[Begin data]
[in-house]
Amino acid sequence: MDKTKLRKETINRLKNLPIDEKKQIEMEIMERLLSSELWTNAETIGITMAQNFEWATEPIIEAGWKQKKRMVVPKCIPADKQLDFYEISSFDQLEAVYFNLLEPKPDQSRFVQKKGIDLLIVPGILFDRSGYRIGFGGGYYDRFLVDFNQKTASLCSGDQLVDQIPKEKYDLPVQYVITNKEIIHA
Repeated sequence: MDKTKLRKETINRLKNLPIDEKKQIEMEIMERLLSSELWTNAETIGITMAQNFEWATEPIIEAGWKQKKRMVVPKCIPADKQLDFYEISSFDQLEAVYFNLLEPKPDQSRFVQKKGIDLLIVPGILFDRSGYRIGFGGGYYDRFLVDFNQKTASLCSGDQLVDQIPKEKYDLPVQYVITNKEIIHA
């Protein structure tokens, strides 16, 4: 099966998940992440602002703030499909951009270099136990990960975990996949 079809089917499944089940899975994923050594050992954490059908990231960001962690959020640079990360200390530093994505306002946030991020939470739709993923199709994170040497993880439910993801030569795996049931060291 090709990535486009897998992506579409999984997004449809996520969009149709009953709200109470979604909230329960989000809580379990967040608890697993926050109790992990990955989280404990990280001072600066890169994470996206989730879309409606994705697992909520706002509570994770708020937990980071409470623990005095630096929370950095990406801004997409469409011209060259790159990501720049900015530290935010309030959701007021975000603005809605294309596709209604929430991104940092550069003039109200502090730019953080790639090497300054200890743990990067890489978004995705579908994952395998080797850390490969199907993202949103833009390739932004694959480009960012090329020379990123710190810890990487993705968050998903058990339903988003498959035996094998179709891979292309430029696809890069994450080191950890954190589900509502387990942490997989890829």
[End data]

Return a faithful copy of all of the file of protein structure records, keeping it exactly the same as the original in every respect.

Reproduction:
[in-house]
Amino acid sequence: MDKTKLRKETINRLKNLPIDEKKQIEMEIMERLLSSELWTNAETIGITMAQNFEWATEPIIEAGWKQKKRMVVPKCIPADKQLDFYEISSFDQLEAVYFNLLEPKPDQSRFVQKKGIDLLIVPGILFDRSGYRIGFGGGYYDRFLVDFNQKTASLCSGDQLVDQIPKEKYDLPVQYVITNKEIIHA
Repeated sequence: MDKTKLRKETINRLKNLPIDEKKQIEMEIMERLLSSELWTNAETIGITMAQNFEWATEPIIEAGWKQKKRMVVPKCIPADKQLDFYEISSFDQLEAVYFNLLEPKPDQSRFVQKKGIDLLIVPGILFDRSGYRIGFGGGYYDRFLVDFNQKTASLCSGDQLVDQIPKEKYDLPVQYVITNKEIIHA
């Protein structure tokens, strides 16, 4: 099966998940992440602002703030499909951009270099136990990960975990996949 079809089917499944089940899975994923050594050992954490059908990231960001962690959020640079990360200390530093994505306002946030991020939470739709993923199709994170040497993880439910993801030569795996049931060291 090709990535486009897998992506579409999984997004449809996520969009149709009953709200109470979604909230329960989000809580379990967040608890697993926050109790992990990955989280404990990280001072600066890169994470996206989730879309409606994705697992909520706002509570994770708020937990980071409470623990005095630096929370950095990406801004997409469409011209060259790159990501720049900015530290935010309030959701007021975000603005809605294309596709209604929430991104940092550069003039109200502090730019953080790639090497300054200890743990990067890489978004995705579908994952395998080797850390490969199907993202949103833009390739932004694959480009960012090329020379990123710190810890990487993705968050998903058990339903988003498959035996094998179709891979292309430029696809890069994450080191950890954190589900509502387990942490997989890829």